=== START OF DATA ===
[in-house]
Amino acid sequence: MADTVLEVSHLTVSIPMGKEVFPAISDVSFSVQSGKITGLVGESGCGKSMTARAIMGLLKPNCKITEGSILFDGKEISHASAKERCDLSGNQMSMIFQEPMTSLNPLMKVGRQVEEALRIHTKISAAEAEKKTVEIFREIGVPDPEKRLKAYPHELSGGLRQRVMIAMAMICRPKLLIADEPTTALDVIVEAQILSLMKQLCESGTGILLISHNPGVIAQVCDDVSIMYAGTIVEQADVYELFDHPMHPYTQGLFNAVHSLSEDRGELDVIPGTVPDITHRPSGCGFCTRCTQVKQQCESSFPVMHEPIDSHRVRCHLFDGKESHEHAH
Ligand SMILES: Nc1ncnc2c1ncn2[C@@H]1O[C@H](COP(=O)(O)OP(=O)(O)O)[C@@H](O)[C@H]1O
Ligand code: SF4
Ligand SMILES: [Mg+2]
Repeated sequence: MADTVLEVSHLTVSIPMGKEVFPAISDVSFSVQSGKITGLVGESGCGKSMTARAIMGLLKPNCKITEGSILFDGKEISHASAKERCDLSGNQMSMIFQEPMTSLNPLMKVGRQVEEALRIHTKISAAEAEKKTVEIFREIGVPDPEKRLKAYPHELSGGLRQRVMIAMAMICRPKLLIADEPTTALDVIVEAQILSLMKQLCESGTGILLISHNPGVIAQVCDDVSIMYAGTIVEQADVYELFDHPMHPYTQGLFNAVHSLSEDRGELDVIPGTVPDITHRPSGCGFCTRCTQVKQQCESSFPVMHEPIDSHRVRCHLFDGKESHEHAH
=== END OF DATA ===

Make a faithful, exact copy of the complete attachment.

[in-house]
Amino acid sequence: MADTVLEVSHLTVSIPMGKEVFPAISDVSFSVQSGKITGLVGESGCGKSMTARAIMGLLKPNCKITEGSILFDGKEISHASAKERCDLSGNQMSMIFQEPMTSLNPLMKVGRQVEEALRIHTKISAAEAEKKTVEIFREIGVPDPEKRLKAYPHELSGGLRQRVMIAMAMICRPKLLIADEPTTALDVIVEAQILSLMKQLCESGTGILLISHNPGVIAQVCDDVSIMYAGTIVEQADVYELFDHPMHPYTQGLFNAVHSLSEDRGELDVIPGTVPDITHRPSGCGFCTRCTQVKQQCESSFPVMHEPIDSHRVRCHLFDGKESHEHAH
Ligand SMILES: Nc1ncnc2c1ncn2[C@@H]1O[C@H](COP(=O)(O)OP(=O)(O)O)[C@@H](O)[C@H]1O
Ligand code: SF4
Ligand SMILES: [Mg+2]
Repeated sequence: MADTVLEVSHLTVSIPMGKEVFPAISDVSFSVQSGKITGLVGESGCGKSMTARAIMGLLKPNCKITEGSILFDGKEISHASAKERCDLSGNQMSMIFQEPMTSLNPLMKVGRQVEEALRIHTKISAAEAEKKTVEIFREIGVPDPEKRLKAYPHELSGGLRQRVMIAMAMICRPKLLIADEPTTALDVIVEAQILSLMKQLCESGTGILLISHNPGVIAQVCDDVSIMYAGTIVEQADVYELFDHPMHPYTQGLFNAVHSLSEDRGELDVIPGTVPDITHRPSGCGFCTRCTQVKQQCESSFPVMHEPIDSHRVRCHLFDGKESHEHAH